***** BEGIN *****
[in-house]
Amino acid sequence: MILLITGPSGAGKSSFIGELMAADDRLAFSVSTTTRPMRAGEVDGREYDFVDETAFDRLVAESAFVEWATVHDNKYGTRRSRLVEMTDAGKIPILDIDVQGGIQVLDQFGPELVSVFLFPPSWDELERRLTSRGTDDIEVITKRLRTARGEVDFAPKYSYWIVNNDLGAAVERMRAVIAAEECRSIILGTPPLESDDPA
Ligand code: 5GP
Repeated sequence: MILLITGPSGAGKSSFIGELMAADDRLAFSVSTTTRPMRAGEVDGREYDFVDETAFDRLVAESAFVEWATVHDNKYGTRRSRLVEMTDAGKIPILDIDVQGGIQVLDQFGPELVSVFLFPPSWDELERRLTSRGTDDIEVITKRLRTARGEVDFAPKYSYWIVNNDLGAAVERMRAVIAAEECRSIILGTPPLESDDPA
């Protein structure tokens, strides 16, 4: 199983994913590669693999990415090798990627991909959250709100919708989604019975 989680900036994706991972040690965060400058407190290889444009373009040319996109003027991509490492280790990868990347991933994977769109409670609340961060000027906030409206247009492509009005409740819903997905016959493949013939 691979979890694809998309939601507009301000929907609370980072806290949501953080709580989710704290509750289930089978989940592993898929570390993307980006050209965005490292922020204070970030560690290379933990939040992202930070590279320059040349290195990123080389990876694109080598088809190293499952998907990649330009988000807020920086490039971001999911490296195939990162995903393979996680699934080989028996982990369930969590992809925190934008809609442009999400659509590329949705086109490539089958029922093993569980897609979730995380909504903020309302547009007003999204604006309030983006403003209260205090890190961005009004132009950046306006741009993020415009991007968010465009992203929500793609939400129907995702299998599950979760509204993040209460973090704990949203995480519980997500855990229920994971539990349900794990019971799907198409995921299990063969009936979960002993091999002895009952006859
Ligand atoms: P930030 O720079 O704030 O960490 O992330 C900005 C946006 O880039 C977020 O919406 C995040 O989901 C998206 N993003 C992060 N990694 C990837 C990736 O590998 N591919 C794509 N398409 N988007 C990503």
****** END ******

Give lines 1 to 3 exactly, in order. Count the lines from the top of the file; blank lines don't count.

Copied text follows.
[in-house]
Amino acid sequence: MILLITGPSGAGKSSFIGELMAADDRLAFSVSTTTRPMRAGEVDGREYDFVDETAFDRLVAESAFVEWATVHDNKYGTRRSRLVEMTDAGKIPILDIDVQGGIQVLDQFGPELVSVFLFPPSWDELERRLTSRGTDDIEVITKRLRTARGEVDFAPKYSYWIVNNDLGAAVERMRAVIAAEECRSIILGTPPLESDDPA
Ligand code: 5GP